1. Insert the enclosed rechargeable batteries into the battery compartment of the radio, paying attention
that the polarities of the batteries are correctly inserted.

2. Plug the AC adaptor to 220V. power mains. US users will have to obtain a suitable 200V to 120V adapter to use the DC-03.

3. Plug the connection of DC-03 into the PL-200 DC socket. After a few seconds, the pilot lamp on
the DC-03 will light up, meaning that it is in the steady charging mode (about 200ma)

4. After charging for about 3 - 4 hours, the pilot lamp on the DC-03 will begin to flash, meaning it is in the pulse charging mode; (N.B. the flashing speed of the pilot lamp will increase with time).

5. After pulse recharging the batteries for about 3 -4 hours, the pilot lamp on the DC-03 will distinguish,
meaning that the batteries are fully charged. Charging is then in the safe draining mode, now you can stop charging the batteries.


6. If you do not cut-off the power, DC-03 will continue to charge the batteries in safe draining mode until the batteries are completely fully charged. The advantages of drain charging are: overheating of the batteries is avoided, the two batteries are fully charged to 100%, different charging conditions of the two batteries are avoided and battery life is prolonged. This draining charge process takes about 5 hours.


Additional Notes - You don't read Chinese? No problem! As to be expected, the PL-200's user's manual is in Chinese. Not to worry! With the exception of the PL-200's internal battery charger, the user's manual for the E100 works wonderfully as a substitute. Fortunately, Eton/Grundig is generous enough to post their user's manuals on line on line for easy download. Too bad this altruism does not extend to Service Information. I have never been able to obtain Service Manuals on any Grundig or Eton products, although schematics and pictorials for some Tecsun/Eton/Grundig models are available on the web.

Bottom Line
The PL200/E100 is clearly aimed at the person who wants a tiny digital receiver covering AM(MW)/SW/SW in a Walkman-sized package. Because it is a PLL Digitally-tuned radio you have the convenience of exact frequency readout, 200 memories and a host of other features not available on any inexpensive analog portables. For features and size this radio is hard to compare with any other. The Degen DE1102 offers somewhat better reception, but is a larger package. Other radios the size of the PL200/E100 don't' match its features and performance anywhere near the price. The Kaito WRX911 which appears to be an analog version of the same radio in a virtually identical case, does not match the sensitivity or audio quality of the PL200/E100.At this size you must compare it with the Sony SW100 for over $300, and although the Sony clearly outperforms the Tecsun/Eton, it costs many times more.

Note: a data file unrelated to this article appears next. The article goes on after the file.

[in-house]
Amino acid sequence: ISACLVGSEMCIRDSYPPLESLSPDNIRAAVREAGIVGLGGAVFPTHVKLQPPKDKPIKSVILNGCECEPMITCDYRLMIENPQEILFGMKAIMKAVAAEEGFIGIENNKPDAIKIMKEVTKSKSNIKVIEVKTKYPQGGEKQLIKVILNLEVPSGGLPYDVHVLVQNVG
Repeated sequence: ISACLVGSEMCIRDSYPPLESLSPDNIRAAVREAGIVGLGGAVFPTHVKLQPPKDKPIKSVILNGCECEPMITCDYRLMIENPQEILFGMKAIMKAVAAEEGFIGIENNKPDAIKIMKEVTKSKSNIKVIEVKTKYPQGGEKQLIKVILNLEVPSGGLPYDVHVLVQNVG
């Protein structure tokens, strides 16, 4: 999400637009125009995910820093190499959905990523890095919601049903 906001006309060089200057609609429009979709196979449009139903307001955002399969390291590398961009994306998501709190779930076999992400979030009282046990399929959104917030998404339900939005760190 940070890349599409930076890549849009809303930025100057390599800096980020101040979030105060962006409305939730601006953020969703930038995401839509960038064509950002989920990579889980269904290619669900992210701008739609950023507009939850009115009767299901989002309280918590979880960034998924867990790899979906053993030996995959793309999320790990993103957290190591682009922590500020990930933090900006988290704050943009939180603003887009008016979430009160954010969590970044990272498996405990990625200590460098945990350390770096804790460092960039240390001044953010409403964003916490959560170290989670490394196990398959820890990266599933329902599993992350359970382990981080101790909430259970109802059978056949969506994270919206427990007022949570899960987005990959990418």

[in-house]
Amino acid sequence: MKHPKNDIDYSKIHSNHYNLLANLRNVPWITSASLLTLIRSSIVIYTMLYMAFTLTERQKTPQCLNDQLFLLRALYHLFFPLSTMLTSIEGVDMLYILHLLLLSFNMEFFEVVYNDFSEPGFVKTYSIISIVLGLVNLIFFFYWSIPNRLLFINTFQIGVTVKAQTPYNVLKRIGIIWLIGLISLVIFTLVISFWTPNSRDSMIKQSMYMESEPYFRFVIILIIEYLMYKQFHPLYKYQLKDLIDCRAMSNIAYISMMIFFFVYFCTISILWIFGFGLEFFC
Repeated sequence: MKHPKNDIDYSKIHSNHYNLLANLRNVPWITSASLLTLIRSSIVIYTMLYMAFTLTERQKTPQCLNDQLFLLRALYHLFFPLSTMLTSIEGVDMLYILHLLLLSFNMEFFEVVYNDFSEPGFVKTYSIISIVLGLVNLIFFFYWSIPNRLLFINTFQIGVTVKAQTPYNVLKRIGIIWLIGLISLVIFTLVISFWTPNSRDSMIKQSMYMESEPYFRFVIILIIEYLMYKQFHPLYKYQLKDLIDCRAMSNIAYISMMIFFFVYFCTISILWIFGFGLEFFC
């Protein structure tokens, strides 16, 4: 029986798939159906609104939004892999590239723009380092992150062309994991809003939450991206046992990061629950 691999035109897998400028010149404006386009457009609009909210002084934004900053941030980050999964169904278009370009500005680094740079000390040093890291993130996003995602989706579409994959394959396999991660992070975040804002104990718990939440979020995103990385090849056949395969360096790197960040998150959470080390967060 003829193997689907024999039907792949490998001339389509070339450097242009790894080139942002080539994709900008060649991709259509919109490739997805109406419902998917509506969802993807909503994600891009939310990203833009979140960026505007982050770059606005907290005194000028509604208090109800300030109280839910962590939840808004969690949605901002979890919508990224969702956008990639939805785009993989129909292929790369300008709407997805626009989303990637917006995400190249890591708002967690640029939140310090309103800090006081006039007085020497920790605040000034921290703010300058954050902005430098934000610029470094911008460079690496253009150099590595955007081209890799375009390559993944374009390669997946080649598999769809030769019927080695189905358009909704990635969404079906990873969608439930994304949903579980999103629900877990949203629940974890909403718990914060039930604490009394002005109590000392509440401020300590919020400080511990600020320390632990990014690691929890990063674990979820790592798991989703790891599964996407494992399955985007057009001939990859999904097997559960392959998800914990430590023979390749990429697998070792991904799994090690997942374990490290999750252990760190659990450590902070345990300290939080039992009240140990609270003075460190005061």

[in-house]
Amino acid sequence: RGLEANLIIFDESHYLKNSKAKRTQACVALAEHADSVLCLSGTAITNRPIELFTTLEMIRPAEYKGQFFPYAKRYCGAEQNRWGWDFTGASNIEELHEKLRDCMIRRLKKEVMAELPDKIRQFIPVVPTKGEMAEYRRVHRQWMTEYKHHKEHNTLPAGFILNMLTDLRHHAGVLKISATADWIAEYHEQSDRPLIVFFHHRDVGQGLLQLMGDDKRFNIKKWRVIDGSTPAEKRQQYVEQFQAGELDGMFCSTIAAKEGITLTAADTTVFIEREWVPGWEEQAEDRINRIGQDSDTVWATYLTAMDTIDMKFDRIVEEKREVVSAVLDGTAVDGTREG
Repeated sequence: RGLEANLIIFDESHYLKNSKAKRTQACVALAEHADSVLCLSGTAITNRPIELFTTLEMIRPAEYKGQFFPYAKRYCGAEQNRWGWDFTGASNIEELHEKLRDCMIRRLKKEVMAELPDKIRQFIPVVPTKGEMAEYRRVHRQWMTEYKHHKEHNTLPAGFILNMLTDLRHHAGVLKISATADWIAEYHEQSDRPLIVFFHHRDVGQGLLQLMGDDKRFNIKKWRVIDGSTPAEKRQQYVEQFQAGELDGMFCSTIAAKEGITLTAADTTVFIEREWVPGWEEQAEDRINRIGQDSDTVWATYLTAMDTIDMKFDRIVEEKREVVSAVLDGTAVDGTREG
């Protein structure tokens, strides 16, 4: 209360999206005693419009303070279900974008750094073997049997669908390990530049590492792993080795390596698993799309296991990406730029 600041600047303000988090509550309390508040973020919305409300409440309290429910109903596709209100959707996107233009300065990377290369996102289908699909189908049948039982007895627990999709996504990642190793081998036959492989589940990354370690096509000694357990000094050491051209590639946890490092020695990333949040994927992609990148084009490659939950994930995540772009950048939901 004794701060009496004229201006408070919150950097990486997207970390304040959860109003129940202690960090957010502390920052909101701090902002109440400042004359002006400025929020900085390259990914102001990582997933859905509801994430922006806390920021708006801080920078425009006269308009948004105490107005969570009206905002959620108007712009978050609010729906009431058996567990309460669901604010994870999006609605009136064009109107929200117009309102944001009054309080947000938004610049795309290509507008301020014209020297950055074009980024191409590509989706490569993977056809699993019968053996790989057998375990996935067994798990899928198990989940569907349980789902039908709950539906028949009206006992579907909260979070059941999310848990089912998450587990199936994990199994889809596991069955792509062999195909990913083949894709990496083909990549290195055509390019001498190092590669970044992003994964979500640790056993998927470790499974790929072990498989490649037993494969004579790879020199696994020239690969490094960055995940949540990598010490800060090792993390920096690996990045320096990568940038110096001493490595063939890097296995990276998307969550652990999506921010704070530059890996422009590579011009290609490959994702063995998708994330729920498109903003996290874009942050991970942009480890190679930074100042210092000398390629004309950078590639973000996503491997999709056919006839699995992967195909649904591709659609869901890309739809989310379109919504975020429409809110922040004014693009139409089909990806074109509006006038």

It's hard to imagine that these tiny sets could be improved much without dramatically increasing their cost. For the intended purpose I don't think you will be disappointed with either the PL200 or the E100. How do youdecide which to buy? Well, if you're a US resident, the E100 will cost you about $100, and ti wil be available only in silver, but you will have a factory warranty. If you choose the PL200 you have a chosie of 3 colors and will pay around $60 shipped from China, but if you have a problem, the cost of shipping it for exchange or repair will wipe out any savings. Also, the E100 comes with no AC Adapter while the PL200 includes the adapter and has a built in charger not available in the E100, although you will have to buy a 220 to 120 volt adapter to use it.

Review by Ulis with E100 Updates by Jay Allen

Special Thanks To Danny Wu!


Click Here To See HongKongRadioers Photo Review Of The PL200